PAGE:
Elisabeth Lebovici

  • The Name of Philippe Thomas / Philippe Thomas' Name

    The Name of Philippe Thomas / Philippe Thomas' Name

    Elisabeth Lebovici, Valérie Knoll, and Hannes Loichinger

    In the artistic activities of Philippe Thomas (1951–1995), there was a determination to disappear: it was his procedure to transfer his title of author onto his collectors. This was the case when selling an artwork, or whenever the author's credit was needed for a commissioned text, and in the institutional co-operations that Thomas was a participant of. With this strategy Thomas worked against his own historicization, erasing his name from the reigning European and North American art fields and with prescience Thomas “put up obstacles to block his future 'googleability'” (Hanna Magauer). In recent years, the works and writings of the artist, who also acted on behalf of the semi-fictional agency readymades belong to everyone®, again gained greater visibility and as of current are being assigned a place in art history.

    With this book, Elisabeth Lebovici elaborates on Thomas's strategy to cede and fictionalize authorship and suggests a reading of his work that incorporates questions of gender and reproduction, the multiplicity of the subjects involved, and the unbearable disappearance of Thomas (who died of AIDS-related complications), into the process of enunciation. It is Lebovici's suggestion that the performativity of Thomas's work requires two versions at once: “the one where one enters into the fiction and the one where one observes the beauty of the arrangement and the plot at work. The one where one is inside and the one where one contemplates it.”

    Schriftenreihe by Kunsthalle Bern, ed. by Valérie Knoll and Hannes Loichinger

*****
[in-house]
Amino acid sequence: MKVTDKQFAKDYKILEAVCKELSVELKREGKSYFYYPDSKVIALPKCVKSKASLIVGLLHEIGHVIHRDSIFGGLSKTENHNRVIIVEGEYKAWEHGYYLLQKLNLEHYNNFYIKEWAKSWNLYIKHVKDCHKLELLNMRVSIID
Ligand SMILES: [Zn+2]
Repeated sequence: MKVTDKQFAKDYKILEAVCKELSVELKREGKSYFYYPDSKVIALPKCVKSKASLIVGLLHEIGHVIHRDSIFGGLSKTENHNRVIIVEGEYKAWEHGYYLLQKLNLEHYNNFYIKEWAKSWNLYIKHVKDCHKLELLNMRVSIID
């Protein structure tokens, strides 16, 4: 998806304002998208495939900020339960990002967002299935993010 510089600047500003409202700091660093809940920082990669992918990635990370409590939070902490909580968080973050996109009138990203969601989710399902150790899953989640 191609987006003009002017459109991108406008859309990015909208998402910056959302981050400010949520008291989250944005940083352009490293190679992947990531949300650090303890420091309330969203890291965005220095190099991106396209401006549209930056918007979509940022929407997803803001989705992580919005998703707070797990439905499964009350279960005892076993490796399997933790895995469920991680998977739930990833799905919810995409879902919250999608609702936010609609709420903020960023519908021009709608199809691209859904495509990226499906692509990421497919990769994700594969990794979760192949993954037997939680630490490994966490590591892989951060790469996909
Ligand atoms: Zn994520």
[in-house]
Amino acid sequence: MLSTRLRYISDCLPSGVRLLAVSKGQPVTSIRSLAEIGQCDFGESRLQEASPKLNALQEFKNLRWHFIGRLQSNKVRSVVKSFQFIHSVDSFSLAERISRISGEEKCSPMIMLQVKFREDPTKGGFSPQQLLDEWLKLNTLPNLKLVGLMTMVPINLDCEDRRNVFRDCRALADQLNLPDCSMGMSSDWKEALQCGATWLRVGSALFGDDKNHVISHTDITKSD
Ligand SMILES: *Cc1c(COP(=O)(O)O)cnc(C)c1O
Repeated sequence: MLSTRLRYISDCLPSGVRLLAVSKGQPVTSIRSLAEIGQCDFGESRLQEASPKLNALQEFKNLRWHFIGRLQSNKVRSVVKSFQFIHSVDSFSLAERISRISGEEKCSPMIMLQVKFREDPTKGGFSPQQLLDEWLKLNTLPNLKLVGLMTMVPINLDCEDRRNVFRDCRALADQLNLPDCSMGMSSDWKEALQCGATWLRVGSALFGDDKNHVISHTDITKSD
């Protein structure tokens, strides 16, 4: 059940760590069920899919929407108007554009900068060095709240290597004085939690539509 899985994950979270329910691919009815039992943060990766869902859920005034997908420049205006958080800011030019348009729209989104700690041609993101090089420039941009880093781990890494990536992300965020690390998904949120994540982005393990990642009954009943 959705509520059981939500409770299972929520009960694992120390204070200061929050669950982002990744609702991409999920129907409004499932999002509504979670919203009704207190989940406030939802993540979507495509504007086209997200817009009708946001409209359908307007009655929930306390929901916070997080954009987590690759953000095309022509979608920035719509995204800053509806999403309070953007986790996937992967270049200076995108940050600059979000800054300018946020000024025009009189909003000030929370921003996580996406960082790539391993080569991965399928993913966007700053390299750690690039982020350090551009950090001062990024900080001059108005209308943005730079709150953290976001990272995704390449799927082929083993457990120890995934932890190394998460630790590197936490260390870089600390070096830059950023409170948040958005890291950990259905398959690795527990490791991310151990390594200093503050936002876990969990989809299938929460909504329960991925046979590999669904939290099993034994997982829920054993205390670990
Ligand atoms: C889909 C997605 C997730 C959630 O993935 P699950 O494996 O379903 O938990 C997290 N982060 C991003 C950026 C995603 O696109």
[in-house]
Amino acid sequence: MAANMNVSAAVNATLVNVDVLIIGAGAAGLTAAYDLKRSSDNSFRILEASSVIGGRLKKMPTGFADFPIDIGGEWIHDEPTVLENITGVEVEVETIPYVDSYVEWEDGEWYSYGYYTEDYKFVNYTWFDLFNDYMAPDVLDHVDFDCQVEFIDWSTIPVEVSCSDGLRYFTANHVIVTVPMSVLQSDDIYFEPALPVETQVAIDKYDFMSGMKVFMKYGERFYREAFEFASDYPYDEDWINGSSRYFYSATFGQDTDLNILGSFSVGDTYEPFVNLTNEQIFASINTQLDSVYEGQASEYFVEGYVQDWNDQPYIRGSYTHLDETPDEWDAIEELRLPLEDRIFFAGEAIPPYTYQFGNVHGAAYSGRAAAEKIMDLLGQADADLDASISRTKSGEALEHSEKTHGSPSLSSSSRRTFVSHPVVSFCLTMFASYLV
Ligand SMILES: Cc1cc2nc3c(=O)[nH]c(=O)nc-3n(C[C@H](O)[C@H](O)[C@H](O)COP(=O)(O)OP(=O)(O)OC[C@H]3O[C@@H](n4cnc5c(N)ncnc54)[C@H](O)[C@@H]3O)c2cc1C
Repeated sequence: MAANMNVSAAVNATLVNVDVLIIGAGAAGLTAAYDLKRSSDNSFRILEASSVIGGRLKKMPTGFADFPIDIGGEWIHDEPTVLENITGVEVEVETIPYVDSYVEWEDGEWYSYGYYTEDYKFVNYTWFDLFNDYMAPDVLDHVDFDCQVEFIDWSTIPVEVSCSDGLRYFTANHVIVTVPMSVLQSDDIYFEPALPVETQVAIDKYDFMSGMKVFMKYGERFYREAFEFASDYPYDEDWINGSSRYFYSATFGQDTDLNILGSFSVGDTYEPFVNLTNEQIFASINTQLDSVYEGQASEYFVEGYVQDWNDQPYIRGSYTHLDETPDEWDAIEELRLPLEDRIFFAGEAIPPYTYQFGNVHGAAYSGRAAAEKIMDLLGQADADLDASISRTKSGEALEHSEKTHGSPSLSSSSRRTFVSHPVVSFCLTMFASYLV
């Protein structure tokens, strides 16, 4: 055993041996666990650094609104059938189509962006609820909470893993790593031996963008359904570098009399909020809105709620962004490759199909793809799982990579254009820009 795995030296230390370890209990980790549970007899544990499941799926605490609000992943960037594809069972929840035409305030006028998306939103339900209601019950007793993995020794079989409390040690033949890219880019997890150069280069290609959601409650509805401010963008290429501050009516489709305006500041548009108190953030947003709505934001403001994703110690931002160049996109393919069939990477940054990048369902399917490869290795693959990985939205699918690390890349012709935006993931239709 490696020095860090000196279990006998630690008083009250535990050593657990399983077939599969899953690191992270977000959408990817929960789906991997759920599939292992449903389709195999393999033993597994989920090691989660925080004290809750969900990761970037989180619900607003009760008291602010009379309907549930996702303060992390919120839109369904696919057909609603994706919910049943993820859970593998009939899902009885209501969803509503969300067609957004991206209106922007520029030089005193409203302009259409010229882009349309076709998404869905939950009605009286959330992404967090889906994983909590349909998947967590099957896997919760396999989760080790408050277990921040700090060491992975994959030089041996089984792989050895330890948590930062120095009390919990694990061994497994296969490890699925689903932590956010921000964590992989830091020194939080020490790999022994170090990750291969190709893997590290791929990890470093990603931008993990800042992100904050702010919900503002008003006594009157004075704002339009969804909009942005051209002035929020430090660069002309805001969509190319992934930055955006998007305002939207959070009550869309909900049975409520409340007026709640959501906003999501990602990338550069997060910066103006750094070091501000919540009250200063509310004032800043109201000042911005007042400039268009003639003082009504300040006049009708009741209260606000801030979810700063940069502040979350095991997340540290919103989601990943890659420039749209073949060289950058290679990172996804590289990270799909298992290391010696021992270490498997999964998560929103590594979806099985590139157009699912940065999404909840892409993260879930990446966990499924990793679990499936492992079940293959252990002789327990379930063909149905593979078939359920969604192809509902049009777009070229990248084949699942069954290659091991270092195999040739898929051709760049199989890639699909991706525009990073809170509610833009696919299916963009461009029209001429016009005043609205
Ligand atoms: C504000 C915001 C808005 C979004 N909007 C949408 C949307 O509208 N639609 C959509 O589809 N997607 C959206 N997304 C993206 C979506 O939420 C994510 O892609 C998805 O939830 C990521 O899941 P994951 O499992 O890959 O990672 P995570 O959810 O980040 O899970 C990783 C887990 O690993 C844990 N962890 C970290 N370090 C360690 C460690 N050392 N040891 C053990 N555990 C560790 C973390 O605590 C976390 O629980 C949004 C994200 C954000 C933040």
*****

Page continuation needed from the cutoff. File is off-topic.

• Paperback $13.00

Contributor

  • Karol Radziszewski

    Karol Radziszewski

    The Power of Secrets

    Michał Grzegorzek

    Karol Radziszewski's montage of queer archival materials that formulate new ways of understanding history, memory, and legislation in Eastern Europe.

    In 1989, a great political change awaited Poland: with the fall of the Berlin wall and the flourishing of capitalism, the people behind the Iron Curtain would be set free.

    Karol Radziszewski was nine years old, living in Białystok, and, in a graph-paper notebook, he drew pages and pages of princesses in corrective eyewear, dogs with mermaid tails, and mysterious seductresses, whose exceptionally firm bosoms would be, sooner or later, bedecked in arrows shot into a heart or a flame. Karol knows that the secrets of these notebooks were off limits to everyone.

    Today these drawings reemerge as self-portraits of this adult artist: full-fledged works capping off Radziszewski's enormous queer archive. For he himself is a man of many faces: artist, curator, film director, and avid collector, skillfully navigating between the visual and performative arts. But above all, he is the creator of the Queer Archives Institute, a never-ending performance and informal organization grappling with the suppressed, yet surprisingly beautiful queer memory of Central and Eastern Europe.

    The artist's special montage of archival materials--self-made, ready-made, or inspiration for artistic extrapolation--formulates new ways of understanding history, memory, or legislation. He blurs facts with fantasies, cobbling together documentation from scraps of memories. He leaves false trails to suggest alternative paths of remembering.

    The secret performativity of Karol Radziszewski's archive is not merely in its tales of the past, but above all, in the queer potential of the future: its revolutionary nature, its change, and its promise of freedom.

    Contributors

    Michał Grzegorzek, Fanny Hauser, João Laia, Élisabeth Lebovici, Katarzyna Przyłuska-Urbanowicz, Dorota Sajewska, Barbara Steiner, Wojciech Szymański

    • Hardcover $28.00